The Prime Minister, Stanley Baldwin, assures the House of Commons that
if the International Disarmament Conference fails, steps will be taken
to bring about an Air Disarmament Conference. If the latter were to fail,
the Government would proceed to raise the strength of the Royal Air Force
to equal the strength of the strongest air force within striking distance
of the United Kingdom and provision is established for six new squadrons.


The International Disarmament Conference in Geneva dissolves without an
agreement being reached.

24 May

Royal Air Force stations open for Empire Air Days for the first time and
all proceeds from the day are donated to the Royal Air Force Benevolent

18 July

The first Royal Air Force Expansion Scheme, Expansion Scheme ‘A’, is approved
by the Cabinet. The scheme provides for the growth of the Royal Air Force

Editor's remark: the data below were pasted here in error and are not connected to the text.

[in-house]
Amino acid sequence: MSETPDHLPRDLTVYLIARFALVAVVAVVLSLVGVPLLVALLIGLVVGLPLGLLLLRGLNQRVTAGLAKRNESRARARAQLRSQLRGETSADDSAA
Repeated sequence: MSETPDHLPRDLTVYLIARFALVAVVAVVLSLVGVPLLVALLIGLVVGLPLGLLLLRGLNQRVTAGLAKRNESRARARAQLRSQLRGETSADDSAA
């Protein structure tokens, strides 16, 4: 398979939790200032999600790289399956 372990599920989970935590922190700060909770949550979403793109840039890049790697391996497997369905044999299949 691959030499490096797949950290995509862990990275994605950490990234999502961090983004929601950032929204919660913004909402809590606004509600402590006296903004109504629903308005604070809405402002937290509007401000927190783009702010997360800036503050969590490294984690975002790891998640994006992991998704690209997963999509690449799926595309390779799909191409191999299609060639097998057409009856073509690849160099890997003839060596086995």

to a strength of 111 front-line squadrons at home and overseas (1,252
aircraft), together with sixteen Fleet Air Arm squadrons (213 aircraft)
by 31 March 1939. A ‘shop window’ force to deter Germany
is envisaged and as a consequence little provision is made for reserves.
Statements about the expansion proposals are made in both Houses of Parliament
on 19 July. Labour and Liberal Parties oppose the move.


The first of ten Avro Rota autogiros enter Royal Air Force service with
the School of Army Co-operation at RAF Old Sarum. This is the Royal Air
Force’s first rotating-wing aircraft.